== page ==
Before long, a modest breeze sprung up on Resurrection Bay, and our destination, Thumb Cove, grew closer as we tacked toward it. Puffins and guillemots dived for baitfish, and an occasional bald eagle flew by after growing tired of dining on coho salmon. What had appeared as a dash of snow on the top of the coastal mountain range turned out to be a field of alpine glaciers that had carved several granite ravines, creating a massive natural sculpture that surrounded our anchorage. The sun was still fairly high, and I judged it was late afternoon by my built-in midlatitude sundial. But because it was summer and this was Alaska, late afternoon translated to about 1900. A few Seward-based cruisers already had their hooks down and were broiling salmon dinners on stern-rail barbecues, enjoying the sunlight as it accentuated new crags on some mountain peaks and backlit others. The breeze faded, and the afternoon chop soon settled, leaving the sea as flat as a millpond. We decided to forgo our usual post-anchoring ritual, drinks and hors d'oeuvres, in favor of a closer look at our surroundings, and this became our policy for the whole trip. As soon as the anchor was set, we'd put the outboard on the dinghy, grab cameras and binoculars, and explore another pristine anchorage. In fact, the remainder of our days afloat passed much like the first: a bit of motoring, some beautiful sailing, and an unforgettable anchorage with a backdrop that only Alaska can provide.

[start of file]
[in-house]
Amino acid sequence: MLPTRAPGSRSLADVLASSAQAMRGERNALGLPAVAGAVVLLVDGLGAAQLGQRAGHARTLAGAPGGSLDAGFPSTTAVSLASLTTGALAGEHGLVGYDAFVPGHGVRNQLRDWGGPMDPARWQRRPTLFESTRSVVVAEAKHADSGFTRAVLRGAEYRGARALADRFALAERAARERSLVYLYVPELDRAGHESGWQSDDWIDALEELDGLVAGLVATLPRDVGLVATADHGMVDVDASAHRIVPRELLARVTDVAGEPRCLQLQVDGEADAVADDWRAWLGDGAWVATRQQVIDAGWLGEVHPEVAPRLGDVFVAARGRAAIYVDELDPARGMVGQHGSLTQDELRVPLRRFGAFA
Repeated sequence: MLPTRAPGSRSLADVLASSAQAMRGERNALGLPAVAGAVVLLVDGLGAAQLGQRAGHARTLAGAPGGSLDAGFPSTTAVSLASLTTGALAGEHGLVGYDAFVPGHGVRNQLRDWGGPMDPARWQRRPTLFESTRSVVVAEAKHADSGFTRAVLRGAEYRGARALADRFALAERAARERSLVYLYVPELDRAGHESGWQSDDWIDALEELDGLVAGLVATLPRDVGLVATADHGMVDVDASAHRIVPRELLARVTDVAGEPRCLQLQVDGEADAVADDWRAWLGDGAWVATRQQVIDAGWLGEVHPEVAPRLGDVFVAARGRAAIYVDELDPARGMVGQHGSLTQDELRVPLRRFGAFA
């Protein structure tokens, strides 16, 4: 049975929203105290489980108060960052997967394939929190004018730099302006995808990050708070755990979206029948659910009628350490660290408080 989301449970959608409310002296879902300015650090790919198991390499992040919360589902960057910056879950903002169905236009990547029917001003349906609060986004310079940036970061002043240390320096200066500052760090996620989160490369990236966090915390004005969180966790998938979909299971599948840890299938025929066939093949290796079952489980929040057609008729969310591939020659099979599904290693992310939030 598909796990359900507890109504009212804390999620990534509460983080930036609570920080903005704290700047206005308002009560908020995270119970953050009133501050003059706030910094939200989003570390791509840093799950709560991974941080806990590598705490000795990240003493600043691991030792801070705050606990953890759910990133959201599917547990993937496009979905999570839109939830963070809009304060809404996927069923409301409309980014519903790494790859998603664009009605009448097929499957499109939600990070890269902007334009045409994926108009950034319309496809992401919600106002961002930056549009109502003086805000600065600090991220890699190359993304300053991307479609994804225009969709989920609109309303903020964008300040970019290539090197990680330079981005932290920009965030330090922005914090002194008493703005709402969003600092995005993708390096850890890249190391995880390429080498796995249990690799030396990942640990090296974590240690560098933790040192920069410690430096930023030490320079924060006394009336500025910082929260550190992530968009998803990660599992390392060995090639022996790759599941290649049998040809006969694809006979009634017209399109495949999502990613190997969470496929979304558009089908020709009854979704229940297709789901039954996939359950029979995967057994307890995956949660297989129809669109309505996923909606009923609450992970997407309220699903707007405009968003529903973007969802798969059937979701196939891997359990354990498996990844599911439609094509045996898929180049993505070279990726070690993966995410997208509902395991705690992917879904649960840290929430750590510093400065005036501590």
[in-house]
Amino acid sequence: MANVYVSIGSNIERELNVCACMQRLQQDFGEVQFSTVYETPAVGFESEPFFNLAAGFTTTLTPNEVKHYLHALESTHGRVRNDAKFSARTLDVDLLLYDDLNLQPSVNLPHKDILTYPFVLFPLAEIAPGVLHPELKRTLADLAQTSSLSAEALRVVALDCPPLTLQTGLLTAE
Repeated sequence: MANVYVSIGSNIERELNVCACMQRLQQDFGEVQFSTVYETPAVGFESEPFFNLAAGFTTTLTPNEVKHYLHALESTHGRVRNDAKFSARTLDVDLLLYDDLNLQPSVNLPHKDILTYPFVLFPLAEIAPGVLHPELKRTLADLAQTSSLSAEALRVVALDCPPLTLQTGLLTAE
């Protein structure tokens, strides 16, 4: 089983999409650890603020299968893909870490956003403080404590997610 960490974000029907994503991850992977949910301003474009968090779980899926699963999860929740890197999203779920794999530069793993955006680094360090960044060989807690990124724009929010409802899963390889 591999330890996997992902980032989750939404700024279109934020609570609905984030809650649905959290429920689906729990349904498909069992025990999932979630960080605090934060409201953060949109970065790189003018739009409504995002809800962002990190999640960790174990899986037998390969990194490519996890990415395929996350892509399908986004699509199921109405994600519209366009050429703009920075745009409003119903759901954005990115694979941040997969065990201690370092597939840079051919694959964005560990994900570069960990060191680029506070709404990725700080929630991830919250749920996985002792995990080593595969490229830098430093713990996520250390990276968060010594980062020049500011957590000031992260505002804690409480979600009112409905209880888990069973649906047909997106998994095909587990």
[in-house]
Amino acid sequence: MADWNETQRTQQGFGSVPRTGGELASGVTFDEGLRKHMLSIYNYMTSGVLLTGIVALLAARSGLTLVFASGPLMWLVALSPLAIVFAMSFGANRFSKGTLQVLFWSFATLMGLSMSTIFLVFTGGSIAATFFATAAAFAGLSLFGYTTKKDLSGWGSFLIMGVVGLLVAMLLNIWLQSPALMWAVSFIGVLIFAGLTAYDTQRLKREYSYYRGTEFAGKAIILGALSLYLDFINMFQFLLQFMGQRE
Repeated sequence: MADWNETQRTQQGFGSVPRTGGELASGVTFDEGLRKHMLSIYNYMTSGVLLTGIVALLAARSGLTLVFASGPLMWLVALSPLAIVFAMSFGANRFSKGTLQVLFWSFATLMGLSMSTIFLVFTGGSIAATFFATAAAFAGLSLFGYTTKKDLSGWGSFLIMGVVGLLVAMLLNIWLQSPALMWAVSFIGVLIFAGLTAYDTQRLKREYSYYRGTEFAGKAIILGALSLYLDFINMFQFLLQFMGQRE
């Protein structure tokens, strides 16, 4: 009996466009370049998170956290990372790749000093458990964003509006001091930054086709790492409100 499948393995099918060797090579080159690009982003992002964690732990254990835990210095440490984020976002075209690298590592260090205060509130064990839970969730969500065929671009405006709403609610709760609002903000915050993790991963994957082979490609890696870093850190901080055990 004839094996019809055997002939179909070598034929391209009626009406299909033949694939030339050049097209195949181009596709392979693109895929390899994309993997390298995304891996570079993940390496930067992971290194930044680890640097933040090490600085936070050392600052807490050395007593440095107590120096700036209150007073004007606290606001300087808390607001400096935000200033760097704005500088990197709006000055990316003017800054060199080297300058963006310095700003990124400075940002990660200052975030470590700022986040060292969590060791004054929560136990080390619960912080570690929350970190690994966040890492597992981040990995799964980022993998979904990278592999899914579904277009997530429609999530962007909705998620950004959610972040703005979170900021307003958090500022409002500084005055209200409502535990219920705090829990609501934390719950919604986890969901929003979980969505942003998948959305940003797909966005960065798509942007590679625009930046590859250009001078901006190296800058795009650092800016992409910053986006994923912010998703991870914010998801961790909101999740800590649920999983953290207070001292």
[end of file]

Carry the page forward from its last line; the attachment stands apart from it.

Looking back, one of the most remarkable aspects of the cruise was how chartering allowed us to enjoy the experience of cruising Alaska (if only a small slice) without requiring several months or more in which to sail there and then do it. Compared with long-term cruisers Tom and Vicky Jackson's sail in these very same waters the year before (see "Winding Along Alaska's Great Glaciers," May 2003), we had it easy. Their voyage mandated a lengthy passage to and from Resurrection Bay and exposed them to the Gulf of Alaska's fury, an experience that bareboat charterers can avoid. Among the small fleet of sailboats we saw meandering among the fjords of the Kenai Peninsula were a dozen or so Hunters, Catalinas, and Beneteaus, the same boats based in harbors throughout the lower 48. Hardcore expeditionary craft may be de rigueur for extended stays in Alaska's open waters, but for those ready and willing to plot their cruise in concert with the weather, Alaska can be a very manageable bareboat-charter experience, one that you'll never forget.

In our case, waiting for fair weather in Seward proved to be a not-to-be-missed experience in itself. And once the gale was spent, a spell of fair weather and moderate sailing breezes followed. In the short time we were there, we weren't able to explore extensively, but we were able to penetrate a few of the spectacular fjords in the Kenai Peninsula--just enough to whet our appetite. If fortune allows, our first cruise in Alaska won't be our last.

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Ralph Naranjo is CW's technical editor.